Crooks, thieves, and liars: the nefarious characters of the housing bust

Have you noticed that most of the human interest stories from the housing bubble have no heroes? The housing bust has brought out the worst in mankind. Every party involved seeks to avoid any financial responsibility while simultaneously looking for ways to game the system to their advantage. The cast of characters includes lenders, realtors, delinquent mortgage squatters, holdover tenants, mortgage brokers, basically anyone involved with real estate. Today’s featured article describes some of the nefarious characters, looks at their motivations and false beliefs of entitlement, and illustrates what happens when everyone is wrong, greedy and stupid.

Owner leaves his loft empty — then sees a man living inside

The owner had walked away, expecting a foreclosure that never came. The other man says a real estate agent let him move in and told him where to mail rent. A battle for the loft begins.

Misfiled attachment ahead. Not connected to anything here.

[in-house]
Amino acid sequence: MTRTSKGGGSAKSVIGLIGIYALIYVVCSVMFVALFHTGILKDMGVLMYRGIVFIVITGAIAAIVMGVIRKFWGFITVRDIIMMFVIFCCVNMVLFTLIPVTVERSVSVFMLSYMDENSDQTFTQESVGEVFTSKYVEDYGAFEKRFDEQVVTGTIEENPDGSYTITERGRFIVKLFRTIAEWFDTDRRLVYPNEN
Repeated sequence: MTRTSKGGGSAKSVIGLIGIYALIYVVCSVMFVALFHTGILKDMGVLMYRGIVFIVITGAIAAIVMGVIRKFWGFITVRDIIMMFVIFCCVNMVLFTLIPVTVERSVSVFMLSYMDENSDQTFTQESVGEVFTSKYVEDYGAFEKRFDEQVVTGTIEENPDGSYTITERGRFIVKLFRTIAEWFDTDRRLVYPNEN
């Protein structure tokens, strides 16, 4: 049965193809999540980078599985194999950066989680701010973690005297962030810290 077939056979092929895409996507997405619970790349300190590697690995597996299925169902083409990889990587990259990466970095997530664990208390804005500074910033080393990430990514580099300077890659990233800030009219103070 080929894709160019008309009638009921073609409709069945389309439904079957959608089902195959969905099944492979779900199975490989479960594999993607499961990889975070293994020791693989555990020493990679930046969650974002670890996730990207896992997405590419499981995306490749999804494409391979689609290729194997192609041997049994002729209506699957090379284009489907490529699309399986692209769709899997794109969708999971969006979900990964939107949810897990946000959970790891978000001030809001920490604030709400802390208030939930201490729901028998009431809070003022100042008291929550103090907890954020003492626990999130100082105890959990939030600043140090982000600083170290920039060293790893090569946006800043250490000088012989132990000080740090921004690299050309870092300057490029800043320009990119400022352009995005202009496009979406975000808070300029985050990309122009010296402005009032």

By Sam Allen, Los Angeles Times — December 2, 2012, 6:27 p.m.

Jeffrey Cote was driving home from work one evening this spring when he noticed a light on inside Unit 312 of the Little Tokyo Lofts.

This was the industrial loft he had bought in downtown Los Angeles for $647,000 — with no money down — at the top of the market in 2007.

Let’s be clear about this “owner.” He put nothing down. The only thing he ever owned was the loan. He is on title, but the bank put up all the money, and if they were solvent enough to foreclose and take the write down they would foreclose and remove him from title.

He thought it would be a great investment.

Every fool who bought into the North Korea towers here in Irvine thought the same thing. They were equally delusional and stupid.

It was also the loft he had abandoned less than two years later, after filing for bankruptcy and expecting the bank to foreclose.

The loft was still in Cote’s name,

The banks have been particularly eager to amend-extend-pretend on downtown lofts, and vacation homes. There is no market for these units, and there may never be. When they finally get around to foreclosing, they will take a huge loss. Interesting that this guy filed his bankruptcy before the foreclosure. I wonder if he is protected from this old debt.

so the light surprised him. A few weeks later, he and his girlfriend decided to investigate. They got off the elevator and saw a new welcome mat outside Unit 312. When his key didn’t work, Cote knocked on the door.

John Glover, a well-dressed marketing consultant, answered.